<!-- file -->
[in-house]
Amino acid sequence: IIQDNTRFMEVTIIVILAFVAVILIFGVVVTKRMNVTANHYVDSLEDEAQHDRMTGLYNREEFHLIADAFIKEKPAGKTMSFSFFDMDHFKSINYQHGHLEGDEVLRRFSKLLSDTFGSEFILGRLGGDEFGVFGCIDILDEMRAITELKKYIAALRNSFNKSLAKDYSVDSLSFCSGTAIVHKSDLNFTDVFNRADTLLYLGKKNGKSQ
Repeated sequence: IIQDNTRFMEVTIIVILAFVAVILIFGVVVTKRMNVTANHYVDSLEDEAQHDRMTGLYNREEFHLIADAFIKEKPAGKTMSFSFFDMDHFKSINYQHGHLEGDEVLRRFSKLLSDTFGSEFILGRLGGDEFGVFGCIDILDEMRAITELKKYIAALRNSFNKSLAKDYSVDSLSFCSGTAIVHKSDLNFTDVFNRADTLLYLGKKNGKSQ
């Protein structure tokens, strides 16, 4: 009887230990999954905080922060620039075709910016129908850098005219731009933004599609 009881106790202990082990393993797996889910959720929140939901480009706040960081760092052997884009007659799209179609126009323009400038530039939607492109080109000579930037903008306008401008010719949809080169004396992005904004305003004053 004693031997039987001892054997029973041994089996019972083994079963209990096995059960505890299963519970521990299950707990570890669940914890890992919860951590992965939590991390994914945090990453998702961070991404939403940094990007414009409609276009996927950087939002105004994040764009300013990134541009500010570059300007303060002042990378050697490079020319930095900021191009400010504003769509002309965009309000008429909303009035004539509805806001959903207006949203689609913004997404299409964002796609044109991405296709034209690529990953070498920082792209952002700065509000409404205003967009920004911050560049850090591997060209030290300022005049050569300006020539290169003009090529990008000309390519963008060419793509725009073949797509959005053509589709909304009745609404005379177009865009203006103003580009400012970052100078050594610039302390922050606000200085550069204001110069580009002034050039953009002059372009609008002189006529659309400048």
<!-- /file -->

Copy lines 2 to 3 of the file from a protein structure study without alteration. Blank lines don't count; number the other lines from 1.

Amino acid sequence: IIQDNTRFMEVTIIVILAFVAVILIFGVVVTKRMNVTANHYVDSLEDEAQHDRMTGLYNREEFHLIADAFIKEKPAGKTMSFSFFDMDHFKSINYQHGHLEGDEVLRRFSKLLSDTFGSEFILGRLGGDEFGVFGCIDILDEMRAITELKKYIAALRNSFNKSLAKDYSVDSLSFCSGTAIVHKSDLNFTDVFNRADTLLYLGKKNGKSQ
Repeated sequence: IIQDNTRFMEVTIIVILAFVAVILIFGVVVTKRMNVTANHYVDSLEDEAQHDRMTGLYNREEFHLIADAFIKEKPAGKTMSFSFFDMDHFKSINYQHGHLEGDEVLRRFSKLLSDTFGSEFILGRLGGDEFGVFGCIDILDEMRAITELKKYIAALRNSFNKSLAKDYSVDSLSFCSGTAIVHKSDLNFTDVFNRADTLLYLGKKNGKSQ